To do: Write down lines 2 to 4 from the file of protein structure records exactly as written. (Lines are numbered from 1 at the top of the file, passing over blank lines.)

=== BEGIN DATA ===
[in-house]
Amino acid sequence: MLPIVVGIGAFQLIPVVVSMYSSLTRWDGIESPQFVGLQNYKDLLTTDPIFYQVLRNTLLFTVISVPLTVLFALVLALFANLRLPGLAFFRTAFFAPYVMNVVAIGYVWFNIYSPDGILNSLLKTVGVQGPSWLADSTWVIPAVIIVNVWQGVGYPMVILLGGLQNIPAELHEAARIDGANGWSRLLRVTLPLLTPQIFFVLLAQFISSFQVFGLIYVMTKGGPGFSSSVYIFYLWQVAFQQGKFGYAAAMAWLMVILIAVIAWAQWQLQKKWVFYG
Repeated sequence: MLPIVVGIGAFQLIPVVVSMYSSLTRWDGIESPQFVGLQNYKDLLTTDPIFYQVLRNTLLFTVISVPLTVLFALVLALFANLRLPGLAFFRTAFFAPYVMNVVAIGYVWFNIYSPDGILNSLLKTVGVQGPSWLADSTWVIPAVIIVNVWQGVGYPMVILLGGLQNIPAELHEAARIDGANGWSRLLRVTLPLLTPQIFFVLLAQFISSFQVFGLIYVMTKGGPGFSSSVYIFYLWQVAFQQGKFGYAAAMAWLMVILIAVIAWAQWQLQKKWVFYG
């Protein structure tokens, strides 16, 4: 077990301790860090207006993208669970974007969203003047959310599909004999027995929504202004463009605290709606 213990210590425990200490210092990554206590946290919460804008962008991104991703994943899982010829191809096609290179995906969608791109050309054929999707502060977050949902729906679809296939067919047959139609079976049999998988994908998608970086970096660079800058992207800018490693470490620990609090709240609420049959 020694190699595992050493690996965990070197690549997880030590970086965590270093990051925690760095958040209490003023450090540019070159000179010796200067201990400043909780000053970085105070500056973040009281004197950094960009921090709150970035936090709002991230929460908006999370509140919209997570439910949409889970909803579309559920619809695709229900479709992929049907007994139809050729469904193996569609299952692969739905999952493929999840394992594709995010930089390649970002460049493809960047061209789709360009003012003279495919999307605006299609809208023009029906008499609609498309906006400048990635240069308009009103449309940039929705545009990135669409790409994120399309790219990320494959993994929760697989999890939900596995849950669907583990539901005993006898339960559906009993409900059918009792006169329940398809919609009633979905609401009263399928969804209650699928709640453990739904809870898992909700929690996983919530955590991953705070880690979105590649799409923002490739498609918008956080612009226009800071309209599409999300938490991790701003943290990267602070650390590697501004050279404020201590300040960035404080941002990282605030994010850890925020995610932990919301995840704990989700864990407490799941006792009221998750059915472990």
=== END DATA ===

Amino acid sequence: MLPIVVGIGAFQLIPVVVSMYSSLTRWDGIESPQFVGLQNYKDLLTTDPIFYQVLRNTLLFTVISVPLTVLFALVLALFANLRLPGLAFFRTAFFAPYVMNVVAIGYVWFNIYSPDGILNSLLKTVGVQGPSWLADSTWVIPAVIIVNVWQGVGYPMVILLGGLQNIPAELHEAARIDGANGWSRLLRVTLPLLTPQIFFVLLAQFISSFQVFGLIYVMTKGGPGFSSSVYIFYLWQVAFQQGKFGYAAAMAWLMVILIAVIAWAQWQLQKKWVFYG
Repeated sequence: MLPIVVGIGAFQLIPVVVSMYSSLTRWDGIESPQFVGLQNYKDLLTTDPIFYQVLRNTLLFTVISVPLTVLFALVLALFANLRLPGLAFFRTAFFAPYVMNVVAIGYVWFNIYSPDGILNSLLKTVGVQGPSWLADSTWVIPAVIIVNVWQGVGYPMVILLGGLQNIPAELHEAARIDGANGWSRLLRVTLPLLTPQIFFVLLAQFISSFQVFGLIYVMTKGGPGFSSSVYIFYLWQVAFQQGKFGYAAAMAWLMVILIAVIAWAQWQLQKKWVFYG
């Protein structure tokens, strides 16, 4: 077990301790860090207006993208669970974007969203003047959310599909004999027995929504202004463009605290709606 213990210590425990200490210092990554206590946290919460804008962008991104991703994943899982010829191809096609290179995906969608791109050309054929999707502060977050949902729906679809296939067919047959139609079976049999998988994908998608970086970096660079800058992207800018490693470490620990609090709240609420049959 020694190699595992050493690996965990070197690549997880030590970086965590270093990051925690760095958040209490003023450090540019070159000179010796200067201990400043909780000053970085105070500056973040009281004197950094960009921090709150970035936090709002991230929460908006999370509140919209997570439910949409889970909803579309559920619809695709229900479709992929049907007994139809050729469904193996569609299952692969739905999952493929999840394992594709995010930089390649970002460049493809960047061209789709360009003012003279495919999307605006299609809208023009029906008499609609498309906006400048990635240069308009009103449309940039929705545009990135669409790409994120399309790219990320494959993994929760697989999890939900596995849950669907583990539901005993006898339960559906009993409900059918009792006169329940398809919609009633979905609401009263399928969804209650699928709640453990739904809870898992909700929690996983919530955590991953705070880690979105590649799409923002490739498609918008956080612009226009800071309209599409999300938490991790701003943290990267602070650390590697501004050279404020201590300040960035404080941002990282605030994010850890925020995610932990919301995840704990989700864990407490799941006792009221998750059915472990």